Feature Selection — Wrapper Method with AIC/BIC in R and Python(with Code example)

8 min readApr 7, 2023

In the last article, we know the idea of the different data selection. In this article, we will be focusing on the implementation with Wrapper Method in R and python. Wrapper method is a greedy search algorithm that attempts to find the “optimal” feature subset by iteratively selecting features based on the classifier performance

Let‘s use the dataset ‘swiss’ from R to demo our R code for the wrapper method. In R, there are two common ways: step( ) and regsubsets( ).

First, lets introduce the step( ) function:

step() function can perform different wrapper function by specific the direction like direction = "forward". The function is using AIC to evaluate by default, and you may specific criterion = "BIC" to change the evaluation critierion. The example below I use direction = "both" which indicates to stepwise selection. The model we started with is the full linear model.

lm1 <- lm(Fertility ~ ., data = swiss)
slm1 <- step(lm1, direction = "both")

From summary(slm1), we observe the started AIC is 190.69, and the for each predicator, there is an AIC score on the right. We can see the AIC socre for removing ‘Examination’ is lower than full model, so it suggest to remove ‘Examination’. Then second time when it run the step( ), since it is stepwise, we see there is + ‘Examination’ option as well, but all the options will not reduce AIC anymore, so the function stopped here. The final model just simply removed ‘Examination’.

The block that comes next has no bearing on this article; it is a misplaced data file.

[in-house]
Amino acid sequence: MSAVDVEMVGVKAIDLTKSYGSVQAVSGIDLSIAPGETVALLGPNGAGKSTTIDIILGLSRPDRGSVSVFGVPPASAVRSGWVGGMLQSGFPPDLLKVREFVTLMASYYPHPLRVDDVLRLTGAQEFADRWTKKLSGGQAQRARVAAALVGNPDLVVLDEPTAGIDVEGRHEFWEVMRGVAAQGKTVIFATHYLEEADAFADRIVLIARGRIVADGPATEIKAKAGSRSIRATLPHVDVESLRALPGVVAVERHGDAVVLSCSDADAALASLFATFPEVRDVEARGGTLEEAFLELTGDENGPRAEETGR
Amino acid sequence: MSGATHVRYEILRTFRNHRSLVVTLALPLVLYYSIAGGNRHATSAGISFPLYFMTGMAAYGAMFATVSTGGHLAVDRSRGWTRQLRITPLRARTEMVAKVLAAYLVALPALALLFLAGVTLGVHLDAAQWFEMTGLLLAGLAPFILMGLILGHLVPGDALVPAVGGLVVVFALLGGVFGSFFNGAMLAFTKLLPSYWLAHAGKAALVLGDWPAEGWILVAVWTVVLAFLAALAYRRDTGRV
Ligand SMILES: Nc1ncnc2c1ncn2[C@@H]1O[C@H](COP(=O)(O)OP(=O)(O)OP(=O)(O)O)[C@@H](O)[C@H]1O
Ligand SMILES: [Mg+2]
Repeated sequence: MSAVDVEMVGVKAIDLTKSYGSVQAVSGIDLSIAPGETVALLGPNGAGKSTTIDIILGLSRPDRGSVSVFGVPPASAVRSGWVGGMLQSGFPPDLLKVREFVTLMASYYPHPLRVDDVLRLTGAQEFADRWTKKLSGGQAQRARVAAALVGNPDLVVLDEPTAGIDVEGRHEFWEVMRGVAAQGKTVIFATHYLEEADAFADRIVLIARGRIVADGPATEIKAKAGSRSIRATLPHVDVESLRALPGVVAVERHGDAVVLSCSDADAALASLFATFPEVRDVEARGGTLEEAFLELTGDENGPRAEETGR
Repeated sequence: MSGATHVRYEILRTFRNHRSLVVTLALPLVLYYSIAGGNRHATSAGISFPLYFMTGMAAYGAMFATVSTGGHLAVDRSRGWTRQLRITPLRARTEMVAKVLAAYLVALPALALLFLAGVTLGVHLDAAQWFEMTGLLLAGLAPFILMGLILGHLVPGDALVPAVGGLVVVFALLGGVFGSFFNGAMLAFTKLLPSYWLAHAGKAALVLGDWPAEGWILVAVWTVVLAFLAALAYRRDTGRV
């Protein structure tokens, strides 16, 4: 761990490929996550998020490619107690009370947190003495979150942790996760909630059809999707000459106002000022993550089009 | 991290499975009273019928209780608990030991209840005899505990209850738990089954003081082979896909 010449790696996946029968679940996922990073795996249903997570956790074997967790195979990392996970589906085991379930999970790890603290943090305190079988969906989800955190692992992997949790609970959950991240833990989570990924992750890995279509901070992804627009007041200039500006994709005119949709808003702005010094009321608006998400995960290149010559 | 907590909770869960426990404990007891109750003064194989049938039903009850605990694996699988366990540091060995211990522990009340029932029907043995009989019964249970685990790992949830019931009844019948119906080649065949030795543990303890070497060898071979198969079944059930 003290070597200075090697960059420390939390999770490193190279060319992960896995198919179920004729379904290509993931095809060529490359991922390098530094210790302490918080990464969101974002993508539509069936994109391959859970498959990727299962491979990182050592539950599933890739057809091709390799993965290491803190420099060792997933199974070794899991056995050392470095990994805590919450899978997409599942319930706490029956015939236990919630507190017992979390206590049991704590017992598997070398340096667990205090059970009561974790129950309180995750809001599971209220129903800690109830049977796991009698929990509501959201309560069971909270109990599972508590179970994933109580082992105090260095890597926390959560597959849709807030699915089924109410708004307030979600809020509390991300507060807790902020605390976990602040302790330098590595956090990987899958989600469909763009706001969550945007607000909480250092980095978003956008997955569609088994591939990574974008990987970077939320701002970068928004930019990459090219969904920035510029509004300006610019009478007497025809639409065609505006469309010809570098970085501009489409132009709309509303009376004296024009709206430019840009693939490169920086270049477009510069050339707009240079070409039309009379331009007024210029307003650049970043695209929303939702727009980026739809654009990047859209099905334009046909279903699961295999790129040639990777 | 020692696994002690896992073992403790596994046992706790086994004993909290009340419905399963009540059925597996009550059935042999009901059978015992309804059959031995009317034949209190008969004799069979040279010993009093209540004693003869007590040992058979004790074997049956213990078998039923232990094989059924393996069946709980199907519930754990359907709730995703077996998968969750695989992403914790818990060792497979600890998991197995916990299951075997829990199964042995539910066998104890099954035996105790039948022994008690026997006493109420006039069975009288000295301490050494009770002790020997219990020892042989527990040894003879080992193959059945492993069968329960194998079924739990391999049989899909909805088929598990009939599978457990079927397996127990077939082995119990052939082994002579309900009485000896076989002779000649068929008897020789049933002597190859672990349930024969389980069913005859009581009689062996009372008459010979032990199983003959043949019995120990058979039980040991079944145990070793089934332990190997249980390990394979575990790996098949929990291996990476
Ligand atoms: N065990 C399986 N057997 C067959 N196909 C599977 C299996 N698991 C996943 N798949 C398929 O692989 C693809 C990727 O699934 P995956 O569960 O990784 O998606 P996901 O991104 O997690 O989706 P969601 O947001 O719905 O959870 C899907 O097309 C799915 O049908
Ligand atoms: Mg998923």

Here’s the example how we started with null model with ‘forward’ direction using step( ).

min.model = lm(Fertility ~ 1, data = swiss)
biggest <- formula(lm(Fertility~.,swiss))
fwd.model = step(min.model, direction='forward', scope=biggest)

Besides Linear regression, we also can perform other model to run with step( ), here is the example using step( ) with generalized linear model (GLM). (tips: glm(family=binomial) →logistic regression)

lm1 <- glm(Fertility ~ ., data = swiss)
slm1 <- step(lm1, direction = "both")

Let’s quick talk why we want to use AIC or , AIC stands for Akaike information criterion, and BIC stands for Bayesian Information Criterion. They are the mathematical methods for evaluating how well a model fits the data it was generated from. In statistics, AIC is used to compare different possible models and determine which one is the best fit for the data. AIC and BIC can be used to perform data selection when you have a set of candidate models and you want to select the model that provides the best trade-off between goodness of fit and complexity. In general, models with lower AIC or BIC values are preferred, as they provide a better balance between fit and complexity. The formula of AIC:

AIC = -2*log(L) + 2*p

p is the number of independent variables used (predicators) and L is the log-likelihood estimate (a.k.a. the likelihood that the model could have produced your observed y-values).

Also the formula of BIC:

BIC = -2*log(L) + p*log(N)

p is the number of independent variables used (predicators), L is the log-likelihood estimate (a.k.a. the likelihood that the model could have produced your observed y-values), and N s the number of examples in the training dataset.

We see that the penalty for AIC is less than for BIC. This causes AIC to pick more complex models. — Page 162, Machine Learning: A Probabilistic Perspective, 2012.

Thats why we tend to use AIC, but if we have large number of sample in our dataset, we would wnat to choose BIC, becuase…

…given a family of models, including the true model, the probability that BIC will select the correct model approaches one as the sample size N -> infinity.

— Page 235, The Elements of Statistical Learning, 2016.